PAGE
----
Human Rights, Culture and Everyday Lives
Cassin, A. Marguerite, British Journal of Canadian Studies
In a world made small by technology, science, politics and human migration, and in which differences among people are accentuated, human rights are an increasingly important part of creating harmony and practising democracy. It is not surprising then that human rights are receiving increased attention in politics, the economy and civil society internationally.
Canada is a 'cobbled-together country' composed of indigenous peoples and subsequent waves of immigrants. Most immigrants to Canada were marginalised by poverty and prejudice in their own lands. They came to Canada (often involuntarily) to seek a better life. One result of the composition of Canada is that we cannot assume our national identity; it must be made together. We can see in both our politics and our literature an ongoing interest in discovering and creating who we are as a nation and people.1
Another feature of the cobbled-together character of Canada is ongoing concern for social cohesion. We have important differences among us and those differences include those we are creating through culture, politics, education, economics and orientation to identity. Notwithstanding Canada's high ranking on the United Nations Human Development Index, we have challenging inequalities that are measured by health status, (dis)ability, distribution of income and wealth, education, group identity and citizenship and culture. We need to be equality-seeking not only because it is right, but because we need equality to live and work together cohesively as a people and country.2
In Canada, human rights have been and continue to be an important dimension of seeking and defining equality and aspirations for equality (Ignatieff 2000: 12). The point of human rights is to assure that all people are treated as individuals within society. Through human rights legislation, Canada at the federal level and the individual provinces protect rights in areas that include religious belief, political affiliation, race, gender, ability and origin. While it is important that we have legislation and policy that seek equality, in the end equality is an experienced reality that must exist 'on the street' and in our ordinary lives. It needs to be present in the ordinary dimensions of what we think of as culture. Equality must be part of the culture.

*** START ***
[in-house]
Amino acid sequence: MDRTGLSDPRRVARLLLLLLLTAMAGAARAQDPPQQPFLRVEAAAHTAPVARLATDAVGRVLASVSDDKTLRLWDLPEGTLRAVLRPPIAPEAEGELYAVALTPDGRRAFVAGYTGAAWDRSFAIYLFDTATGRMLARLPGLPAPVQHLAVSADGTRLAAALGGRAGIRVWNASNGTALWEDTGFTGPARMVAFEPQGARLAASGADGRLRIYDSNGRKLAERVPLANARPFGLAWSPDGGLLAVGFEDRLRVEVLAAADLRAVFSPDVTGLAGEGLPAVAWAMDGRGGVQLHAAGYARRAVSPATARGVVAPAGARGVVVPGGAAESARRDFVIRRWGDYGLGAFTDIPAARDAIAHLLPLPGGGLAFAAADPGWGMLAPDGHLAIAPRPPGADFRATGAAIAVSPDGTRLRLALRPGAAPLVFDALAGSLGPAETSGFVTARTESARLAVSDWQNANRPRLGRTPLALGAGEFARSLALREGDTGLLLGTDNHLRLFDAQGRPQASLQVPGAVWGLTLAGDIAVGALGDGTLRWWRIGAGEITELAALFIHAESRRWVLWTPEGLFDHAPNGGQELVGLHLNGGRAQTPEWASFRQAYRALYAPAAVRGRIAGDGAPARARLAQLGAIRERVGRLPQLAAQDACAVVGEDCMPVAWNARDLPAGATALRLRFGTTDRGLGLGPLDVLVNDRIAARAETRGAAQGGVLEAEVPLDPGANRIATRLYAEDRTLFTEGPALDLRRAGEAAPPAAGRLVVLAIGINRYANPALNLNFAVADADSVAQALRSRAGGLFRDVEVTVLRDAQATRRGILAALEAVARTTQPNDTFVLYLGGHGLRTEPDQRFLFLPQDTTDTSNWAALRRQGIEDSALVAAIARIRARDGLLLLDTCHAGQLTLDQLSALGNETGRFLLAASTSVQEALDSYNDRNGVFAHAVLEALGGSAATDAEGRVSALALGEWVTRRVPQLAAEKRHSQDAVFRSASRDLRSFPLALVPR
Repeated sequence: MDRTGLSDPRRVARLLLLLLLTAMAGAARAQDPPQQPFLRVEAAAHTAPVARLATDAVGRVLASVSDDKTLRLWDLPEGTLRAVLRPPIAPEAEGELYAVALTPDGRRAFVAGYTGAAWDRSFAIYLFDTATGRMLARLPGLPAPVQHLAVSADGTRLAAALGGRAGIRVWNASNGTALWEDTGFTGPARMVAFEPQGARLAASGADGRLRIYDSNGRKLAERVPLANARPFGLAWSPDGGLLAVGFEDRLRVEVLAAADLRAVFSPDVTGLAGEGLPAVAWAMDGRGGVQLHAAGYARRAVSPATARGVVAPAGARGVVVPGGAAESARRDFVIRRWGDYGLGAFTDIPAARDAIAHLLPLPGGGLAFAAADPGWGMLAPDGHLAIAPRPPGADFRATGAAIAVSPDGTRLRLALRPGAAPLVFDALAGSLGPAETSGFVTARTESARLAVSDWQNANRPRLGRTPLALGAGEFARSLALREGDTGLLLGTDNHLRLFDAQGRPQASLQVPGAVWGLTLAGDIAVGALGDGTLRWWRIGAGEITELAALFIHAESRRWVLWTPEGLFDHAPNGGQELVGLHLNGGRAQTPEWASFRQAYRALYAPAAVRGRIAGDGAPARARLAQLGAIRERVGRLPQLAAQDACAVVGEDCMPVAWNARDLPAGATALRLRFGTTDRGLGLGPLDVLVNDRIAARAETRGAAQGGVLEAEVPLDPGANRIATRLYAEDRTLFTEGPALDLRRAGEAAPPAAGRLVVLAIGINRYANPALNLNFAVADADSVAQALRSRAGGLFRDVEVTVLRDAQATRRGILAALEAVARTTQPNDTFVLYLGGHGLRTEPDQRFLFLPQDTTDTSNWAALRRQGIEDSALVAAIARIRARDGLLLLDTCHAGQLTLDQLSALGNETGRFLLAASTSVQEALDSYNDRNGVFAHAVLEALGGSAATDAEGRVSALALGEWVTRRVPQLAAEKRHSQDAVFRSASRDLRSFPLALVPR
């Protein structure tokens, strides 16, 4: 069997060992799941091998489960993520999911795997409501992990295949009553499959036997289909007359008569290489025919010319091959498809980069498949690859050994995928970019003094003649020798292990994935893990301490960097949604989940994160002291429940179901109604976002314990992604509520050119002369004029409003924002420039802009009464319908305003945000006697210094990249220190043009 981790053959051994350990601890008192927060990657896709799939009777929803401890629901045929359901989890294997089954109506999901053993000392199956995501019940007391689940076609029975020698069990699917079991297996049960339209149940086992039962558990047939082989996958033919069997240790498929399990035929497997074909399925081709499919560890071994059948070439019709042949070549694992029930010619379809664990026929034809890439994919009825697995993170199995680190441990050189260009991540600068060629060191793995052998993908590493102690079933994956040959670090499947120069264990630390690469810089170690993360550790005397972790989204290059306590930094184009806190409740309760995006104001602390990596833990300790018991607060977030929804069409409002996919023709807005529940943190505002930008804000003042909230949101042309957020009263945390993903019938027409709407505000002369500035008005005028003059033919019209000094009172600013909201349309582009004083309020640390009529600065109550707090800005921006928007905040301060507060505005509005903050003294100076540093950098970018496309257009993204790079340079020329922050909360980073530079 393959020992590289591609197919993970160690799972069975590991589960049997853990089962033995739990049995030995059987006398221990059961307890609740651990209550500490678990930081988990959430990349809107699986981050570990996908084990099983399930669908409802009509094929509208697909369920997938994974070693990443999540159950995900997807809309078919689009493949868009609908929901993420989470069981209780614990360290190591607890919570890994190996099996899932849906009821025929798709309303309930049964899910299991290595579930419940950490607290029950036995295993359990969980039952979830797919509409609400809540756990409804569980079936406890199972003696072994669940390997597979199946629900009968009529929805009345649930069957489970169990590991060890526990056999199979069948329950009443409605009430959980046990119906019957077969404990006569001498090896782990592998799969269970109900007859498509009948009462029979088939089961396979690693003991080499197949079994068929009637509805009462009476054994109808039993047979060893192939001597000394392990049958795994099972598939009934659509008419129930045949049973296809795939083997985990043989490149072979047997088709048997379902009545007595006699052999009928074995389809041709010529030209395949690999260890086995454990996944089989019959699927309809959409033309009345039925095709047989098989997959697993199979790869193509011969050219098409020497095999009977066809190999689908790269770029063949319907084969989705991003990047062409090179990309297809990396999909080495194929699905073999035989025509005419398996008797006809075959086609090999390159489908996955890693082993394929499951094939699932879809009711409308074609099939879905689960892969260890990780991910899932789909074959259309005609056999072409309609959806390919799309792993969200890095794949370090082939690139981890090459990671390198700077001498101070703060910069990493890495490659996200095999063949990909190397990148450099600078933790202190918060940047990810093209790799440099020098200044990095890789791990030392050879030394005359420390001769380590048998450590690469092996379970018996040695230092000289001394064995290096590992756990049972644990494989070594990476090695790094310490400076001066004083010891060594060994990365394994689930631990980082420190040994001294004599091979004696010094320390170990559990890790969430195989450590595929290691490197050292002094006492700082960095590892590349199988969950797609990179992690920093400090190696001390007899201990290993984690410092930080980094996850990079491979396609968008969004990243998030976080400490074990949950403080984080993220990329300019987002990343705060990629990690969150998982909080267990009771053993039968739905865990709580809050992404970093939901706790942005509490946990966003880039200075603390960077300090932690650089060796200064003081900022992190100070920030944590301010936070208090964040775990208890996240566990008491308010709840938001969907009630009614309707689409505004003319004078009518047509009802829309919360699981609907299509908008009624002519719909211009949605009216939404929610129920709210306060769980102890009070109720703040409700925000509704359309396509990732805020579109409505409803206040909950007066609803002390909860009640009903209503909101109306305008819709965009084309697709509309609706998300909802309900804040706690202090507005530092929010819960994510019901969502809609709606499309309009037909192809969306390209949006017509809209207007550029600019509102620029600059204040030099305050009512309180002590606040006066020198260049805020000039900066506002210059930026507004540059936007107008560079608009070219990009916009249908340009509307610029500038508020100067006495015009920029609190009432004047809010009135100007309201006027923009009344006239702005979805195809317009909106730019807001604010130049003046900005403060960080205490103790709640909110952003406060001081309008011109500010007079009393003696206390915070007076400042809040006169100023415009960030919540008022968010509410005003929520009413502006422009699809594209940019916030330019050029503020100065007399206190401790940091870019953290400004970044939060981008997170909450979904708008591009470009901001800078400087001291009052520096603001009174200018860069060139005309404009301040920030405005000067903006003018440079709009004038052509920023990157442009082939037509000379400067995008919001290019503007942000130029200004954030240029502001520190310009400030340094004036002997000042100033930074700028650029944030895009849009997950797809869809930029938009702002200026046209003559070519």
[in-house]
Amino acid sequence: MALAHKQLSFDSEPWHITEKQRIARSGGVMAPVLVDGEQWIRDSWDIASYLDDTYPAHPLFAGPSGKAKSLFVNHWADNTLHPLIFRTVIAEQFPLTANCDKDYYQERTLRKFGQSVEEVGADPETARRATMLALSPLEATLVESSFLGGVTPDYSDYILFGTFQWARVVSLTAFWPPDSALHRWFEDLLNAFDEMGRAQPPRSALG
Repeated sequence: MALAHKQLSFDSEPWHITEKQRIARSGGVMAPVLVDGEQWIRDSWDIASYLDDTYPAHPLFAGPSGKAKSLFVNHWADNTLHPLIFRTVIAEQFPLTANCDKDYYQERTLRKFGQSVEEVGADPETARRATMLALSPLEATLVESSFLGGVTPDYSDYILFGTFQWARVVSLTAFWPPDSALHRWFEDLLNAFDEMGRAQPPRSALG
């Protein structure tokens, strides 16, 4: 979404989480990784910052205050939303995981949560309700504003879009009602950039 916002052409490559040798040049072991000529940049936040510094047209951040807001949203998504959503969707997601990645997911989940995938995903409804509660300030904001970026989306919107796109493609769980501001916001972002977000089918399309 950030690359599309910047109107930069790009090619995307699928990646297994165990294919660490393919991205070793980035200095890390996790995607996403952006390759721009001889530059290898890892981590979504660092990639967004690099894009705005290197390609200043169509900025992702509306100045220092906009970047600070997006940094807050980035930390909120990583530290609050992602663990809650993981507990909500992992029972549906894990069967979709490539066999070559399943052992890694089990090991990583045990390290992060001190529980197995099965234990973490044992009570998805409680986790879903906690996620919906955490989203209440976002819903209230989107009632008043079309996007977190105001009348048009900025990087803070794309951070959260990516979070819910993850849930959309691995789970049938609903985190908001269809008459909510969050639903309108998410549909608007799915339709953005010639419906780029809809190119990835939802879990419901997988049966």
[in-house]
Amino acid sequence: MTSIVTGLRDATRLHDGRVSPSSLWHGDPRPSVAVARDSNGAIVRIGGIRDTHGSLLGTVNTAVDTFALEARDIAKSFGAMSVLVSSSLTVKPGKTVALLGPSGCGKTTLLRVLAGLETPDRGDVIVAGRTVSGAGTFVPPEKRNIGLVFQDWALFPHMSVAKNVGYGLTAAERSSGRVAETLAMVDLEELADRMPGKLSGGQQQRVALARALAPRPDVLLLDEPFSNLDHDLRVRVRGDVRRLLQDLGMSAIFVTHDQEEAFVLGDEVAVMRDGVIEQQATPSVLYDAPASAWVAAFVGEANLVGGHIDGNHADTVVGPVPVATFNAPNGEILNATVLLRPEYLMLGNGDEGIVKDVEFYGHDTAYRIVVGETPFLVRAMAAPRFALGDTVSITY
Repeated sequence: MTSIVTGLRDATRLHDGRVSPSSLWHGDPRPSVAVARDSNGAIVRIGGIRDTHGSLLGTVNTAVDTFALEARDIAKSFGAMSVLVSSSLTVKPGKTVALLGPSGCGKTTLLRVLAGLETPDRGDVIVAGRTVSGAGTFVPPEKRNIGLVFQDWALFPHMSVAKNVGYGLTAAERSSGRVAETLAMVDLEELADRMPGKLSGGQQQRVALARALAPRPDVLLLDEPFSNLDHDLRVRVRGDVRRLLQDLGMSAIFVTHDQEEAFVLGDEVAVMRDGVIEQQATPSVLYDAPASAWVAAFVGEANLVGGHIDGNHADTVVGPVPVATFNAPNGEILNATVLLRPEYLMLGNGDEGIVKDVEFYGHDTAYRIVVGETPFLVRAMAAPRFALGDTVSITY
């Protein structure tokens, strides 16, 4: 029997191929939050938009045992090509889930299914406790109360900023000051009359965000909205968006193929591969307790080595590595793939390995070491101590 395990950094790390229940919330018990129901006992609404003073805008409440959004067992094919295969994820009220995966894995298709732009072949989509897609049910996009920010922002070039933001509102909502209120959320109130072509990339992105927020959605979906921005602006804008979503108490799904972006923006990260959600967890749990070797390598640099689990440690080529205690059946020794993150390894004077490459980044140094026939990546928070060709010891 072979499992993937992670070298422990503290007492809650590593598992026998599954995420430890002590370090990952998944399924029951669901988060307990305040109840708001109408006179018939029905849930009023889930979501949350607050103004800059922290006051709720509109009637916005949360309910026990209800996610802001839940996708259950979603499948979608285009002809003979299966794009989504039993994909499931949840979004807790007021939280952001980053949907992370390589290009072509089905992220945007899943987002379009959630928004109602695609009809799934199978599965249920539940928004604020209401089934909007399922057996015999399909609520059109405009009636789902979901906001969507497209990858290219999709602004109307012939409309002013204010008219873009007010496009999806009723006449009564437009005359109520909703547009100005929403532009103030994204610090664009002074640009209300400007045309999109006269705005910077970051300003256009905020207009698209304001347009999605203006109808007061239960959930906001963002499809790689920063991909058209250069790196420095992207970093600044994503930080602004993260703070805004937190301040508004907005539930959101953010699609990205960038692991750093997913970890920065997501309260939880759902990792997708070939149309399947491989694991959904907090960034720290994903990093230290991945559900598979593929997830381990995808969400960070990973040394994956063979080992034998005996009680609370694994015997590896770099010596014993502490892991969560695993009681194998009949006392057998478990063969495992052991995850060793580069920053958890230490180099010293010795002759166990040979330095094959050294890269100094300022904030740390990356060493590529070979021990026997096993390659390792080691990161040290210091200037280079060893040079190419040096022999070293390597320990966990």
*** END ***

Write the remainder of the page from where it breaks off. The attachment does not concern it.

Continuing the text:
This article explores the links and tension between official mandates and everyday realities in identity and social cohesion through an exploration of the role of human rights as they contribute to the everyday lives of people in Nova Scotia. It considers how human rights, and in particular the work of the Nova Scotia Human Rights Commission (NSHRC), contributes to community, workplace/economy and governance.3 It seeks to show that human rights are for all of us - they benefit everyone - and that the NSHRC is a cultural and democratic asset because of the contribution it makes to the community, workplace and governance and thus the quality of life in Nova Scotia.
Human Rights, Democracy and Participation
Human rights are based in the idea that all human beings are equal as people. All people have the right to participate as individuals in civil society, politics and the economy. In Canada, human rights law and Human Rights Commissions at both provincial and federal levels assure the protection of the rights of individuals against discrimination.4
In practical terms liberal democracies are generally defined by the rule of law, representative electoral institutions, governing institutions, defined separations and inclusion of citizens as individuals with entitlements. However established in law and institution, democracy in practice is a living set of relationships with shifting emphases, expectations and commitments. Politicians, public servants, business people and citizens can all see and contribute to changes in democracy as it is practised. Democracy in Canada is and has been expanding.5
Currently we can see politics and governance responding to heightened expectations of increased citizen participation beyond voting, expanded consultation with groups, communities, organisations and sectors, expectation of the inclusion of many voices in decisions, programmes and results and the movement for reform of the public sector expressed in new forms of transparency, accountability and integrity. …